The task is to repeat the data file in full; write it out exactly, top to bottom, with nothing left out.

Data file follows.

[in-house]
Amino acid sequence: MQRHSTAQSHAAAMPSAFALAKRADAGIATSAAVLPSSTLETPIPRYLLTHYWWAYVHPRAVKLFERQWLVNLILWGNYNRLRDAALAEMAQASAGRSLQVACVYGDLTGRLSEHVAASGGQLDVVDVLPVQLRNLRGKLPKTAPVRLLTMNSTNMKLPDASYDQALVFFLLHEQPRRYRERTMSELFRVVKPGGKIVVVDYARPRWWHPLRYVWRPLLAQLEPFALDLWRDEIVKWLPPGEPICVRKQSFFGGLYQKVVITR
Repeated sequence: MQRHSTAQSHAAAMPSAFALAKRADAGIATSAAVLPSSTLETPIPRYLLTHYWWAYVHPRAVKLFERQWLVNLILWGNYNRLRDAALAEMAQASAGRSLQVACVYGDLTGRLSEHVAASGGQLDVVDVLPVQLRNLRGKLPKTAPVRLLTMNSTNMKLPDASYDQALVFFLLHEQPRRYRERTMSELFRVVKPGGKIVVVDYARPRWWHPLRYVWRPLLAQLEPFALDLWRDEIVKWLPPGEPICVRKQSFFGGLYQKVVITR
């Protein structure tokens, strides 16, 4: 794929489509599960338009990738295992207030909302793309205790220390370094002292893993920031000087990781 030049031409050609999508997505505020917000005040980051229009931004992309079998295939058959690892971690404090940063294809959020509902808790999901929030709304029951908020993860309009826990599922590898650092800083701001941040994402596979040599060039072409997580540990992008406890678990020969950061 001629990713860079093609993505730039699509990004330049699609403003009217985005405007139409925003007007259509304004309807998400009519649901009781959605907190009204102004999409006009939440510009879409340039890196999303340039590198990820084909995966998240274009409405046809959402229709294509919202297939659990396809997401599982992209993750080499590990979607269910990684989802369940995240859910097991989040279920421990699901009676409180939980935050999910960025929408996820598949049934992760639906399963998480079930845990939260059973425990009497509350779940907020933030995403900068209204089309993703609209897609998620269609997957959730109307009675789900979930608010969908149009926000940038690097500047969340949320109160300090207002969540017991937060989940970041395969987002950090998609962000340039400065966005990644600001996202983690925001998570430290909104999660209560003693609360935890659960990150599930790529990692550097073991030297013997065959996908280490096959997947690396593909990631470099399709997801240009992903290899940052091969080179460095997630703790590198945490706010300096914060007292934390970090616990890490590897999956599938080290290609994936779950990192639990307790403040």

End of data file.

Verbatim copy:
[in-house]
Amino acid sequence: MQRHSTAQSHAAAMPSAFALAKRADAGIATSAAVLPSSTLETPIPRYLLTHYWWAYVHPRAVKLFERQWLVNLILWGNYNRLRDAALAEMAQASAGRSLQVACVYGDLTGRLSEHVAASGGQLDVVDVLPVQLRNLRGKLPKTAPVRLLTMNSTNMKLPDASYDQALVFFLLHEQPRRYRERTMSELFRVVKPGGKIVVVDYARPRWWHPLRYVWRPLLAQLEPFALDLWRDEIVKWLPPGEPICVRKQSFFGGLYQKVVITR
Repeated sequence: MQRHSTAQSHAAAMPSAFALAKRADAGIATSAAVLPSSTLETPIPRYLLTHYWWAYVHPRAVKLFERQWLVNLILWGNYNRLRDAALAEMAQASAGRSLQVACVYGDLTGRLSEHVAASGGQLDVVDVLPVQLRNLRGKLPKTAPVRLLTMNSTNMKLPDASYDQALVFFLLHEQPRRYRERTMSELFRVVKPGGKIVVVDYARPRWWHPLRYVWRPLLAQLEPFALDLWRDEIVKWLPPGEPICVRKQSFFGGLYQKVVITR
């Protein structure tokens, strides 16, 4: 794929489509599960338009990738295992207030909302793309205790220390370094002292893993920031000087990781 030049031409050609999508997505505020917000005040980051229009931004992309079998295939058959690892971690404090940063294809959020509902808790999901929030709304029951908020993860309009826990599922590898650092800083701001941040994402596979040599060039072409997580540990992008406890678990020969950061 001629990713860079093609993505730039699509990004330049699609403003009217985005405007139409925003007007259509304004309807998400009519649901009781959605907190009204102004999409006009939440510009879409340039890196999303340039590198990820084909995966998240274009409405046809959402229709294509919202297939659990396809997401599982992209993750080499590990979607269910990684989802369940995240859910097991989040279920421990699901009676409180939980935050999910960025929408996820598949049934992760639906399963998480079930845990939260059973425990009497509350779940907020933030995403900068209204089309993703609209897609998620269609997957959730109307009675789900979930608010969908149009926000940038690097500047969340949320109160300090207002969540017991937060989940970041395969987002950090998609962000340039400065966005990644600001996202983690925001998570430290909104999660209560003693609360935890659960990150599930790529990692550097073991030297013997065959996908280490096959997947690396593909990631470099399709997801240009992903290899940052091969080179460095997630703790590198945490706010300096914060007292934390970090616990890490590897999956599938080290290609994936779950990192639990307790403040």